The End-of-Life Choices: Ethical and Legal Issues

Both ethics and medical law emphasize patient consent as a basic right and must be respected in end-of-life situations. Literature on health care ethics has a lot to say on consent to treatment and it is in this context that the discussion of end of life choices will have significant focus. Most of this discussion concerns ethics and morality, on what is right and moral and should be observed by society. Laws should be made based on ethics and morality although this is not sometimes the norm in some societies.

There are varying opinions on end-of-life issues but the vast literature on this subject cites customs and religious beliefs as influential factors in shaping statutes and laws on end-of-life. Culture and spirituality influence our values and behaviours and influence experience and illness patterns. Culture shapes our sense of security and belongingness and provides a backdrop on how to deal with life and how to accept death (End of Life Nursing Education Consortium as cited in Matzo & Sherman, 2010, p. 3).

When should life end?

When should life end or who should decide to pull the plug? The Catholic Church has always been firm in saying that physician-aided suicide and euthanasia are against God’s law. But again there are many contrasting opinions on this subject. Policy makers sometimes look at it in different perspectives, i.e. without the religion side of it. What is important is culture, they emphasized.

The situation in the twenty-first century is changing. Delivery of healthcare is changing too, more so with dying. Before, it was customary for people to die at home with their grieving families. Now, Americans die in institutions, with machines on their bodies and their families not on their side. The United States is now a ‘death-denying society’ and physicians and nurses are not well educated with providing care to dying patients or end-of-life situations. (Cramer, 2009, p. 54)

Physicians and nurses should be the first to know the concept and administration of care because they are there in the most unwanted situation –the death bed. What must they know? First, from an ethical perspective, there is the principle of beneficence which states that pain and other symptoms have to be treated or controlled – if the sickness cannot be healed, at least the pain has to be controlled. The legal issue of control of pain is not so clear and the guidelines on euthanasia and easing the suffering of a dying person also differ across cultures. (Singer & MacDonald, 1998, p. 159)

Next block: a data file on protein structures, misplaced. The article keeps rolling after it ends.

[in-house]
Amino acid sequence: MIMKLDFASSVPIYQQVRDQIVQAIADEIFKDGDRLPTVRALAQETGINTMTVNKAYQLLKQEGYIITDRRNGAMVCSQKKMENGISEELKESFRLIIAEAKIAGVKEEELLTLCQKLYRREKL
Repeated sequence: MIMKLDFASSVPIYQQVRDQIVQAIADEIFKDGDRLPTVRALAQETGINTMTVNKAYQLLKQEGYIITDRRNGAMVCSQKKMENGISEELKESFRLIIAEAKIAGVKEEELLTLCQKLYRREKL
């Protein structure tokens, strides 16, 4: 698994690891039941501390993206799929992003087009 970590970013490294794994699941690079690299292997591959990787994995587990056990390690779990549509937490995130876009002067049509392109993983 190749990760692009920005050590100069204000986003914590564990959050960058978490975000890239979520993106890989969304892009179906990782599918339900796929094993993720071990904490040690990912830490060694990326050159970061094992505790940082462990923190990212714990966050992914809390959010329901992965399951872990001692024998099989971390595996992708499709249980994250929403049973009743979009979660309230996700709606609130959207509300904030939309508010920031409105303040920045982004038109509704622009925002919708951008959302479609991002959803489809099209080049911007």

The ethical discussion on patient’s consent concerns legal and philosophical questions and legal means the U.S. legal question (and answer) on consent. A common philosophical base is the Kantian doctrine which says that humans have a free choice – ‘self determining and self-governing’ – so their consent to whatever concerns their physical body and everything about themselves must be sought. In doing this, a patient must be given the freedom to choose. (Randall & Downie, 2010, p. 3)

An important point on the question of consent is patient choice. Patient choice is also an important topic outside health, i.e. the politicians and groups concerned of patients’ welfare which reflects the consumerism issue of the subject matter. The concept of patient’s choice expands to the subject of policies and opinions of end-of-life care, such as where care and death will occur. Patient choice is the central idea on the discussion of end-of-life care but this subject has a lot of issues and ambiguity, which makes it challenging to be a focus of discussion.